The team behind the winning Matibabu innovation, students from College of Computing and Information Sciences.
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The team behind the winning Matibabu innovation, students from College of Computing and Information Sciences.
The team behind the winning Matibabu innovation, students from College of Computing and Information Sciences.

Makerere University’s Matibabu, a malaria testing smartphone application has beaten six international universities to win this year’s higher education solutions network (HESN) contest.

This was during the TechCon conference that took place between November 16 and 18 in Williamsburg, Virginia, US.

The international technology innovations contest, launched in 2012 and supported by the United States Agency for International Development (USAID), saw a group of young university innovators from seven universities from around the world compete in the contest.

Those that took part in the contest were the University of California, Barkley, Massachusetts Institute of Technology, Duke University and The College of William and Mary’s AidData Centre for Development Policy. The others were Texas A&M University and the Michigan State University. Makerere was the only African university selected to participate in the innovations contest.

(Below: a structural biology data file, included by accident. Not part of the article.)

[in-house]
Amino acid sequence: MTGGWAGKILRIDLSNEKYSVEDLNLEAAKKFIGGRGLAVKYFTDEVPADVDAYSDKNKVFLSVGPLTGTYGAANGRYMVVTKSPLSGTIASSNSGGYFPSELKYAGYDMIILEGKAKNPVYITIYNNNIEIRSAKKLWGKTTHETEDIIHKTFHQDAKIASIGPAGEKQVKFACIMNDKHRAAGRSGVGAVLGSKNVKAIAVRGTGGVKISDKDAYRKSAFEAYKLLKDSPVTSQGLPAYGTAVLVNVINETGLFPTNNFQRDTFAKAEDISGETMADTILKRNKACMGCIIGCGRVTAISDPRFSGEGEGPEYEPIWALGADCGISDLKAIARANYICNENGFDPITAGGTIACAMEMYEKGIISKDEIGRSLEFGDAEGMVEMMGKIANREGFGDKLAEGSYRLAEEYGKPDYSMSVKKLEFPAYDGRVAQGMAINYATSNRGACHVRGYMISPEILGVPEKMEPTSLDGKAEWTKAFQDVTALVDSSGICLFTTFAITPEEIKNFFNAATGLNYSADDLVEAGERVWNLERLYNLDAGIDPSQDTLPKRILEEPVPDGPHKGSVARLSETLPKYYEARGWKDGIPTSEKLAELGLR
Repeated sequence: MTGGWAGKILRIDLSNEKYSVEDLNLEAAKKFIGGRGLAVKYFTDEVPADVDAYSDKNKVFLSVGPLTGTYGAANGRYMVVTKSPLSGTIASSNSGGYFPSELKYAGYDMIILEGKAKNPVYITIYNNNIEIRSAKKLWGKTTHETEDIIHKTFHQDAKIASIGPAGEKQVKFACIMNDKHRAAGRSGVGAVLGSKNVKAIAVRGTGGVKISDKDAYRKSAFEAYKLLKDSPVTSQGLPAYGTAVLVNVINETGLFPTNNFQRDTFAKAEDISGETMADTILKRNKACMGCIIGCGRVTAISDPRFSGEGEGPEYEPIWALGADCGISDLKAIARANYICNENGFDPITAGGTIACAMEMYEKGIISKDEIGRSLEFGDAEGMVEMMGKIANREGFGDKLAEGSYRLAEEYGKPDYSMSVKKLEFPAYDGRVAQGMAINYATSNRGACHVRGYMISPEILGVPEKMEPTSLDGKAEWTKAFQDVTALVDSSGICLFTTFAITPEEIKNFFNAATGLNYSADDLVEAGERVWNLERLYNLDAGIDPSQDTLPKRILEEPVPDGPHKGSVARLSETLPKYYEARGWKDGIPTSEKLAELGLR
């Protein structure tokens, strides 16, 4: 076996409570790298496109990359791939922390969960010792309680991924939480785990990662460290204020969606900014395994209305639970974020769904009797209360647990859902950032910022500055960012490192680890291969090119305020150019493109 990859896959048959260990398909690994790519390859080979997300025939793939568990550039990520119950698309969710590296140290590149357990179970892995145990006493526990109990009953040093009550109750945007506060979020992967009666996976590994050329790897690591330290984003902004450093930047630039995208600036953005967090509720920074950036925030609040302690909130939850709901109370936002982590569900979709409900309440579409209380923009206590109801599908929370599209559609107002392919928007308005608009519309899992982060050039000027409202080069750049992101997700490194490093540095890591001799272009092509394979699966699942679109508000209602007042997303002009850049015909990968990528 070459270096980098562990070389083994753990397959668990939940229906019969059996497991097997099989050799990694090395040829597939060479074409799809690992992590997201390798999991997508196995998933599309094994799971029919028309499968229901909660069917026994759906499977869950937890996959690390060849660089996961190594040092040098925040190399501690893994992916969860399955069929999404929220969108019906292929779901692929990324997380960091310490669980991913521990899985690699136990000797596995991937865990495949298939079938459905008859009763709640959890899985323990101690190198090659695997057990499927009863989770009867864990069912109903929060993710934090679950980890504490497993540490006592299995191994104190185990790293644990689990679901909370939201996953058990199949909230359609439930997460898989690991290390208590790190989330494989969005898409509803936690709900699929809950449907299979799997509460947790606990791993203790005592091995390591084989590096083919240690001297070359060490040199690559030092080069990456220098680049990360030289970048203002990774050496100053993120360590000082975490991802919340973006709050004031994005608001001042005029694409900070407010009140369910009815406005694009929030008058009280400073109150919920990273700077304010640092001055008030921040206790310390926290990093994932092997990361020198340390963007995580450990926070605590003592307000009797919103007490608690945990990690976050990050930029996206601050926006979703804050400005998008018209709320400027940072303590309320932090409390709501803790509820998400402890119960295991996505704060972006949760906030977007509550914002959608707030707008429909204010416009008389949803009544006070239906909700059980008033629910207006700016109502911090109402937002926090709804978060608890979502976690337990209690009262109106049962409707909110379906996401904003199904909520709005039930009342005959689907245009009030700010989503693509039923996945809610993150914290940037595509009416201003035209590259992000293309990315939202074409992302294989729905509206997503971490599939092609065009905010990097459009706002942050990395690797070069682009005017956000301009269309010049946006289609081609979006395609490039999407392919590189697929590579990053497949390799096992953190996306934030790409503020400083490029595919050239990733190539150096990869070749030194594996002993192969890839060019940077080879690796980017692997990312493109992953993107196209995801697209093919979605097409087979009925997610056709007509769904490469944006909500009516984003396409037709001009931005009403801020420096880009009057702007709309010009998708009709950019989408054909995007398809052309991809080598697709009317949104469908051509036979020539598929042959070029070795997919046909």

Initially, Makerere submitted two entries, but only Matibabu made it to the final round.

The other innovation was Water4lyf, a mobile-based water-testing kit that assesses water quality, maps visualisation of clean and safe water as well as assessing water infrastructure after disasters by Simon Lubambo and Alvin Kabwama from the college of engineering, design, art and technology.

The Matibabu application qualified for round two, facing competition from entries from The College of William and Mary’s AidData Centre for Development Policy, University of California, Berkeley, and Duke University, which were also shortlisted after round one.

Round two involved an international panel of judges grilling the four teams after which Makerere University emerged winner.

Makerere was declared the winner, followed by the College of William and Mary’s AidData Centre for Development Policy, University of California, Barkley and then Duke University.

Credit: PesaTimes